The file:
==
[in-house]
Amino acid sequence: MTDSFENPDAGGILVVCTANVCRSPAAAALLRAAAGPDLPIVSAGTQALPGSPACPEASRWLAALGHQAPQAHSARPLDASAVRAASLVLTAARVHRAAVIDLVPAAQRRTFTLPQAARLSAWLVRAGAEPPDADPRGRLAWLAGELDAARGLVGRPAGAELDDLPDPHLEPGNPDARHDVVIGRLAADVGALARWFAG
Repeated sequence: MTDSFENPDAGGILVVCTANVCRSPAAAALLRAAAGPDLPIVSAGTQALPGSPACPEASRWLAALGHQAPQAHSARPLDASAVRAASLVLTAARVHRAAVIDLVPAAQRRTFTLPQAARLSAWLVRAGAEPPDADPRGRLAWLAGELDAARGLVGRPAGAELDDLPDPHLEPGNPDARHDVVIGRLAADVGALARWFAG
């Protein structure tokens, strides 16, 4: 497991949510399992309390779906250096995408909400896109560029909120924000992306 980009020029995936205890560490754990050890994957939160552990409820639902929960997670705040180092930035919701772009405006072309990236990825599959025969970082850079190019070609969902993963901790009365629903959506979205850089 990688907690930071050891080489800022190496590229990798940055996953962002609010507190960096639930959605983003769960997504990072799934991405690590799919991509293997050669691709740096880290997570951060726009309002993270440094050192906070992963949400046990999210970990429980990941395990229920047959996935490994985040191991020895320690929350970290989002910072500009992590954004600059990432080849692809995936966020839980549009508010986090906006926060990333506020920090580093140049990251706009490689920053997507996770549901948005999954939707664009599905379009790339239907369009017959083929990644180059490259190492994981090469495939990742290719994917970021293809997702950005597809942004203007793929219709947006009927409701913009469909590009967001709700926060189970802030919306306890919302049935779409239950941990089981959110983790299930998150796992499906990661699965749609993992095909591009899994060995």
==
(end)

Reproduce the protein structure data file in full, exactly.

[in-house]
Amino acid sequence: MTDSFENPDAGGILVVCTANVCRSPAAAALLRAAAGPDLPIVSAGTQALPGSPACPEASRWLAALGHQAPQAHSARPLDASAVRAASLVLTAARVHRAAVIDLVPAAQRRTFTLPQAARLSAWLVRAGAEPPDADPRGRLAWLAGELDAARGLVGRPAGAELDDLPDPHLEPGNPDARHDVVIGRLAADVGALARWFAG
Repeated sequence: MTDSFENPDAGGILVVCTANVCRSPAAAALLRAAAGPDLPIVSAGTQALPGSPACPEASRWLAALGHQAPQAHSARPLDASAVRAASLVLTAARVHRAAVIDLVPAAQRRTFTLPQAARLSAWLVRAGAEPPDADPRGRLAWLAGELDAARGLVGRPAGAELDDLPDPHLEPGNPDARHDVVIGRLAADVGALARWFAG
């Protein structure tokens, strides 16, 4: 497991949510399992309390779906250096995408909400896109560029909120924000992306 980009020029995936205890560490754990050890994957939160552990409820639902929960997670705040180092930035919701772009405006072309990236990825599959025969970082850079190019070609969902993963901790009365629903959506979205850089 990688907690930071050891080489800022190496590229990798940055996953962002609010507190960096639930959605983003769960997504990072799934991405690590799919991509293997050669691709740096880290997570951060726009309002993270440094050192906070992963949400046990999210970990429980990941395990229920047959996935490994985040191991020895320690929350970290989002910072500009992590954004600059990432080849692809995936966020839980549009508010986090906006926060990333506020920090580093140049990251706009490689920053997507996770549901948005999954939707664009599905379009790339239907369009017959083929990644180059490259190492994981090469495939990742290719994917970021293809997702950005597809942004203007793929219709947006009927409701913009469909590009967001709700926060189970802030919306306890919302049935779409239950941990089981959110983790299930998150796992499906990661699965749609993992095909591009899994060995």